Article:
The Gene Hartzell Memorial Bridge crosses the Lehigh River in Bethlehem Township, Pennsylvania and was constructed as part of a 3.5 mile extension of State Route 33 from US 22 south to Interstate 78. The project improved access from the region to New York City and Northern New Jersey.
Project Type:Bridge Project Mode:Highway Average Annual Daily Traffic:59,000 Length (mi):0.40
Economic Distress:0.98 Population Density (ppl/sq mi):776 Population Growth Rate (%):1.48
Employment Growth Rate (%):2.44 Market Size:239,825 Airport Travel Distance:18 Topography:16
Region:New England/Mid-Atlantic State:PA County:Northampton County
City:Bethlehem Urban/Class Level:Mixed Local Area:City N/A
Impact Area:Northampton County Transportation System:N/A GIS Lat/Long:40.641906 / -75.276967
Initial Study Date:1998 Post Constr. Study Date:2008
Constr. Start Date:2000 Constr. End Date:2002
Project Year of Expenditure (YOE): 2000 Planned Cost (YOE $):N/A
Actual Cost (YOE $):42,000,000 Actual Cost (curr $):52,512,927
NOTE: All pre/post dollar values are in 2013$
Select a region to display the conditions for that region:
NOTE: All impact dollar values are in 2013$
|Income (in $M's)||154.81||105.35||260.16|
|Output (in $M's)||466.09||317.16||783.25|
The Gene Hartzell Memorial Bridge crosses the Lehigh River in Bethlehem Township, Pennsylvania (near Easton). The bridge was constructed between 2000 and 2002 for $42 million ($2000) as part of a 3.5 mile extension of State Route 33 from US 22 south to Interstate 78. The project improved access from the region to New York City and Northern New Jersey. The opening of the bridge has spurred significant development along SR 33, including several shopping centers, a new medical facility and an industrial park that is home to automotive operations for BMW and Porsche. The project has generated 3,000 jobs to date, with thousands more expected at the industrial park in the future.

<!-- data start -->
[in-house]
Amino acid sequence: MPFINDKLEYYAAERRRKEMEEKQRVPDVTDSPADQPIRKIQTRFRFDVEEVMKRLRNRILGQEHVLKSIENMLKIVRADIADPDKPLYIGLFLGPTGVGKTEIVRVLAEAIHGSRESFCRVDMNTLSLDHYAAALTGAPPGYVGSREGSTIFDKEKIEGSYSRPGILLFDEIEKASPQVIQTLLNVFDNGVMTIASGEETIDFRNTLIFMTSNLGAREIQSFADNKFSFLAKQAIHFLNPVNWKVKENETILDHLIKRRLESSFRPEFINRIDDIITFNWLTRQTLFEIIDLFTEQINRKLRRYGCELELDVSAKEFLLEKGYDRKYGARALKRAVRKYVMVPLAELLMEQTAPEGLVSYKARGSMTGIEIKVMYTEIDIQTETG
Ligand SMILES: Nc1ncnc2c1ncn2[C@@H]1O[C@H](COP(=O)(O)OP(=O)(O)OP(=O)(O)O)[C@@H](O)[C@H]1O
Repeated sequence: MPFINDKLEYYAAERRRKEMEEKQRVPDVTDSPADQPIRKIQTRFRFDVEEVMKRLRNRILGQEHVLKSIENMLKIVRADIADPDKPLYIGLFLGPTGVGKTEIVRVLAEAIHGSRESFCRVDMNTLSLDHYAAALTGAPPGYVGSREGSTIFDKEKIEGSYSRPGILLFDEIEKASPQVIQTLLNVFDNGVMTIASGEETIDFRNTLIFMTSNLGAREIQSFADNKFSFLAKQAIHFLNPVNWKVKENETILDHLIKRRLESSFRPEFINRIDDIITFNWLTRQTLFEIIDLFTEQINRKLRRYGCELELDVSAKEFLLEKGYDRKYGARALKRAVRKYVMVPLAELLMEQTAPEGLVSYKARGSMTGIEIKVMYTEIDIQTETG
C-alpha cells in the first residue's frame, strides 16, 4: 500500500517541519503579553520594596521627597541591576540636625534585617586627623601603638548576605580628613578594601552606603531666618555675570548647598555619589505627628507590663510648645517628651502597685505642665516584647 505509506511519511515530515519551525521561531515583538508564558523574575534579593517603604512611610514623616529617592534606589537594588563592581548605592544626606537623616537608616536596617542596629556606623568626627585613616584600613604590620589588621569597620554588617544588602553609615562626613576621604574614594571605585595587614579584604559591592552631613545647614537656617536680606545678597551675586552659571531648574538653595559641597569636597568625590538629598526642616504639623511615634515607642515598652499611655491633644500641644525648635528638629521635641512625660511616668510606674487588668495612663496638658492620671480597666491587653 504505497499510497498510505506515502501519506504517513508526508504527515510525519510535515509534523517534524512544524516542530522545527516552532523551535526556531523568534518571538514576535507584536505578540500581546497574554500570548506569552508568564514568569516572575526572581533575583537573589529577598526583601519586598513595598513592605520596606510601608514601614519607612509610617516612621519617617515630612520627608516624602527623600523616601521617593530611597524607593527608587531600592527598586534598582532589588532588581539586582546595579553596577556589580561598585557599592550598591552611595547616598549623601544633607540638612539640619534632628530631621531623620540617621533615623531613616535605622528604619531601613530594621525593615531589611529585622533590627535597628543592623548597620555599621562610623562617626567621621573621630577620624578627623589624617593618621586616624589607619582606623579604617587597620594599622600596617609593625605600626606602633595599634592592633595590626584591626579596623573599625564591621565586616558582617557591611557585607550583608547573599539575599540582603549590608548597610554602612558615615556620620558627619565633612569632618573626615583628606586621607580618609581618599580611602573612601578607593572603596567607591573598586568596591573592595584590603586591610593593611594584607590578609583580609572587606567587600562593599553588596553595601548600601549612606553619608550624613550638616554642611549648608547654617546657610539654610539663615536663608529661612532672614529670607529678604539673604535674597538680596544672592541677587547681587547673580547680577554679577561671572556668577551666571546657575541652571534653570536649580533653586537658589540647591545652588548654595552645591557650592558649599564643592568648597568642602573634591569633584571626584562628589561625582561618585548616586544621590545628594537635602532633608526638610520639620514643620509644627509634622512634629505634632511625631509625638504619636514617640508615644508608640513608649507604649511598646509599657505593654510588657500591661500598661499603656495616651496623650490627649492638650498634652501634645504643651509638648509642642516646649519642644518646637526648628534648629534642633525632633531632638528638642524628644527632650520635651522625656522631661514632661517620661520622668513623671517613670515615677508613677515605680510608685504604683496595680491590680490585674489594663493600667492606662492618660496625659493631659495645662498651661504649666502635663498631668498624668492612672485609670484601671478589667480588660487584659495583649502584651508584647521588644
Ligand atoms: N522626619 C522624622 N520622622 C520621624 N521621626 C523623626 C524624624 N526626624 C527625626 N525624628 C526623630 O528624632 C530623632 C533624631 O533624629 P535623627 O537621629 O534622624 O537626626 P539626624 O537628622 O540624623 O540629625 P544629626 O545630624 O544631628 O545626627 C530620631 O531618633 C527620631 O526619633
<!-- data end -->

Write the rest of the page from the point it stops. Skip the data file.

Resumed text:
2.1 Location & Transportation Connections
Bethlehem Township is located between the cities of Easton and Bethlehem in Pennsylvania. New York City is 70 miles to the east via Interstate 78 and Philadelphia is 70 miles south via I-78 and I-476. The closest commercial airport is the Lehigh Valley International Airport in Allentown, five miles from Bethlehem. Larger international airports are located in New York City and Philadelphia. The Port of New York/New Jersey provides international shipping options for the Bethlehem area.
2.2 Community Character & Project Context
The Lehigh Valley Region (which also includes Allentown) has traditionally focused on steel manufacturing but has also been a major center for research and education through the presence of several universities (Lafayette College, Lehigh University, and others). The area also attracts tourists for fishing along the Delaware River and biking and canal rides on the Lehigh River.
The region is host to headquarters of Crayola crayons, Just Born candies, and Pennsylvania Power and Light (PPL). Bethlehem Steel and Mack Trucks were also headquartered in the region. The former closed in 2003. The latter recently moved its headquarters to Greensboro, North Carolina, but maintains a presence in Allentown.
Despite the loss of major employers, the region experienced both population and employment growth between 1998 and 2007. In Bethlehem Township, population increased by 13% from 21,171 to 23,984, compared to a 12% increase for Northampton County and a 3% increase statewide. Employment in Bethlehem Township increased by 66.6% (from 3,347 to 5,575) between 1998 and 2007. At the same time, the county grew by 22% and the state by 10%. The US 33 extension and Hartzell Bridge projects were important catalysts for the economic growth in the Township (see section 4, below.)
Between 1999 and 2002, PennDot constructed a three and one half mile extension of SR 33 from US 22 south to I-78. SR 33 connects to I-80 25 miles north of the US 22 interchange. I-78 provides access to Harrisburg, PA approximately 90 miles to the west and New York City 70 miles to the east. The Gene Hartzell Memorial Bridge, which was named after a local community leader who promoted the roadway extension, is the portion of the project that traverses the Lehigh River. The highway extension and bridge were built to both improve traffic flow around the cities of Bethlehem, Easton and Allentown, and to attract economic development and tourism to the region by improving access to major markets.